Inside the Capitol

Tuesday, November 30, 2004

Casino on Another Corner

SANTA FE – Not a week goes by without some segment of New Mexico’s ever-expanding gaming industry moving us a little closer to the casino-on-every-corner situation that we have worried about so often before.
Last week that corner was the busy intersection of Central and Louisiana in Albuquerque, where the State Fair is considering opening an easily-accessible casino.
Pushing the envelope, once again, just as every other gambling establishment in the state is doing, the Downs at Albuquerque wants to build a casino well away from its horse track by arguing that it still is on the premises of the state fairgrounds.
The casinos at the other four horse tracks in the state are closely connected to their grandstands. This casino would be nowhere near the grandstand, but it would be near a neighborhood that already is bothered by prostitutes and panhandlers along Central Avenue.
This will add other undesirable elements that show up near gambling establishments. And it will encourage other horse tracks to follow suit. It will also establish a precedent of casinos in busy downtown areas. The Picuris Pueblo, for instance owns the Hotel Santa Fe on busy Cerrillos Road, near the historic Santa Fe plaza.
Elsewhere, at the Ohkay Casino at San Juan Pueblo on the northern outskirts of Espanola, a new class of slot machines that technically aren’t slot machines by law, are making their first appearance in the state. It is likely they will escape the revenue-sharing arrangement contained in the gaming compacts that allow Indian casinos to exist.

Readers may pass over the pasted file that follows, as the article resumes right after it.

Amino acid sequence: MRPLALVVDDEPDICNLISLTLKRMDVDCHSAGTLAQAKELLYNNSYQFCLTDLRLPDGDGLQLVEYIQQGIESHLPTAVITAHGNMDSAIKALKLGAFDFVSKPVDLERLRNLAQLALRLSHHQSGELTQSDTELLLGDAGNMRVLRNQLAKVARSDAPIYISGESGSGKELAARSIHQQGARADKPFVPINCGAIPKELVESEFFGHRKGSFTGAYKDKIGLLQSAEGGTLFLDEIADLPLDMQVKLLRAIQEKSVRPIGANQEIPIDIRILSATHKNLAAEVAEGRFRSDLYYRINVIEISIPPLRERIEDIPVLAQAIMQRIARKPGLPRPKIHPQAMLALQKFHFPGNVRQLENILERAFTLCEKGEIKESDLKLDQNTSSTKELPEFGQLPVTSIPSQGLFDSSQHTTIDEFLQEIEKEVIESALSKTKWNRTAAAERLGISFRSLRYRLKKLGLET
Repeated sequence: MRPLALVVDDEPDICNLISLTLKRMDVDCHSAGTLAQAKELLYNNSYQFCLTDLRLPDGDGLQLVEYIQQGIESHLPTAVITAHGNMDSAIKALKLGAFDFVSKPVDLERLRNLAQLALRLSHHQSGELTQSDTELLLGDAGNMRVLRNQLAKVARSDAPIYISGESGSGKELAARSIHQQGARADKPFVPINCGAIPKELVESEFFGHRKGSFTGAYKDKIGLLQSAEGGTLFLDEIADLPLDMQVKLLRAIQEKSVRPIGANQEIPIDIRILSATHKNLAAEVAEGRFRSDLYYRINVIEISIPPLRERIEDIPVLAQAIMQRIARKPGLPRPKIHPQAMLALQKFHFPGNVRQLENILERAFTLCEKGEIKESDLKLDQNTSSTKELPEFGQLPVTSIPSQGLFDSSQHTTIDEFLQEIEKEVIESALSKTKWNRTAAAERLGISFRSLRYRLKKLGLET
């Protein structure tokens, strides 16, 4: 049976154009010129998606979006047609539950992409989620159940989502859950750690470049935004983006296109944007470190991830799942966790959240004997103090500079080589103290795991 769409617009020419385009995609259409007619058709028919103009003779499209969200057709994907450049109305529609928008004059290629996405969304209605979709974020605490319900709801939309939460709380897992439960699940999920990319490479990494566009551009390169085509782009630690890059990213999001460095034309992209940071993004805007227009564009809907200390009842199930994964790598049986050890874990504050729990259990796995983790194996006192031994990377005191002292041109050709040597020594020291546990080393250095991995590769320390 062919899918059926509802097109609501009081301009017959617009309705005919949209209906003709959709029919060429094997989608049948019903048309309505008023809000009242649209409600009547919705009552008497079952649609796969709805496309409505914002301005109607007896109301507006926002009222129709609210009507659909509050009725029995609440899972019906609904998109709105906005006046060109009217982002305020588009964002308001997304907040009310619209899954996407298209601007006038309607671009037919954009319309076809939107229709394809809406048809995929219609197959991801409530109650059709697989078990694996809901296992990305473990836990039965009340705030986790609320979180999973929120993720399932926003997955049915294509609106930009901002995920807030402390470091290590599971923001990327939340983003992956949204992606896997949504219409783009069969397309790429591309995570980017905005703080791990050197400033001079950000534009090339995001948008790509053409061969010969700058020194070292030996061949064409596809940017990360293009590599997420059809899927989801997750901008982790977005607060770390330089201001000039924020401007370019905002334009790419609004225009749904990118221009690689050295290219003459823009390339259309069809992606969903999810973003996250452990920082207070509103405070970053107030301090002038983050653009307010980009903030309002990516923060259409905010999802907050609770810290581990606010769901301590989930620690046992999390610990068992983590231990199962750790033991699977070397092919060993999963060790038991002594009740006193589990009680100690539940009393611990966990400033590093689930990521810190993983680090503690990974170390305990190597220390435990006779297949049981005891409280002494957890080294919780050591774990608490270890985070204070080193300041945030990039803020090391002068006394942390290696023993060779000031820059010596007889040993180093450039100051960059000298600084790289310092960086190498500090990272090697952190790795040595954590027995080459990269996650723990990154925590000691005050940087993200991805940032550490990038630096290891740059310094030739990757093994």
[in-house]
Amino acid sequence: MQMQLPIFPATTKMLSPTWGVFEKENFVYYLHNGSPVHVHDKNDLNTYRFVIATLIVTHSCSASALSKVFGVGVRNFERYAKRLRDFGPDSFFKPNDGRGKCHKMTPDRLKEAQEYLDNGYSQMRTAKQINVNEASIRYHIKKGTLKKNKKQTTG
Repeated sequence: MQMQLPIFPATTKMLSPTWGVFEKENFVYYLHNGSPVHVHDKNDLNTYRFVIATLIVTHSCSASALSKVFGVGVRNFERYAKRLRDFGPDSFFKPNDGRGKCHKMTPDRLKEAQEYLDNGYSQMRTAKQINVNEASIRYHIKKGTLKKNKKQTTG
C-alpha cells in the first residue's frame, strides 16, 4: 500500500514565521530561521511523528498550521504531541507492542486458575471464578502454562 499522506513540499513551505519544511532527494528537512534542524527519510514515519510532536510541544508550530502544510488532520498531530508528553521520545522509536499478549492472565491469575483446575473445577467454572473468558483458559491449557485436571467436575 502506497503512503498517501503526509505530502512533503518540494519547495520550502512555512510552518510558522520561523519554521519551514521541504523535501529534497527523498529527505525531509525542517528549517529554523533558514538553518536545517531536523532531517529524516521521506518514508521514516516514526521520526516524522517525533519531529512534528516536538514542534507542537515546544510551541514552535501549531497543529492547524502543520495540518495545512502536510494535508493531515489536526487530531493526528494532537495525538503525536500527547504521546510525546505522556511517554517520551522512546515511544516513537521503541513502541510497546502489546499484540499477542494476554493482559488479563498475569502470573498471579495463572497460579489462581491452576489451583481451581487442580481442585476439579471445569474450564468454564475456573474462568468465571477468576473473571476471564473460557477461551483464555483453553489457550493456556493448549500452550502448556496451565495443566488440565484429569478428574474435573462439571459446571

The casino operator argues that the new machines are merely an attempt to give patrons more variety and that dodging required payments to the state never had anything to do with the decision. Yeah right. And watch how quickly that spreads to other casinos.
The Black Gold Casino in Hobbs opened two weeks ago. That’s the one that will be at the Zia Park racetrack. The track hasn’t been built yet and won’t be ready for racing for almost a year, but the law allows casinos to open right away.
The first two weeks of activity have been phenomenal, according to track officials. People stand outside in pouring rain waiting to get in and then stand in line at the 600 slot machines, waiting to play. On opening day, the parking lot had to be closed because it was full.
Reportedly most of the license plates were from Texas, which is exactly what the local folks had hoped. Restaurants and motels are full. The nearest casino is in Ruidoso, a three-hour drive from Hobbs, and even farther for the Texans.
Obviously there is no shortage of people willing to lose their money. Folks in Dona Ana County, who are trying to limit their casinos to the one currently operating at Sunland Park track, claim that the area cannot support more than one casino.
Unfortunately that is the wrong argument to be using. Southern Dona Ana County and the Las Cruces/El Paso/Juarez area from which it can draw, is many times larger that northern Santa Fe County, which already has three casinos doing so well that two more are preparing to open. And there are several more casinos within a 50-mile radius of the area.
The best argument against a proliferation of gambling is the undesirable elements that always follow, the gambling addiction problems that are created, and the local businesses, offering more wholesome entertainment, that are hurt.
I prefer to lose my money in Las Vegas, Nevada. They are the pros at gambling and entertainment. They have developed a means of dealing with the criminal and other unsavory elements that show up where there is gambling. And they can show you a great time, with much variety.
New Mexico, however, is just digging its hole deeper, increasing the number of problems it eventually will have to face.


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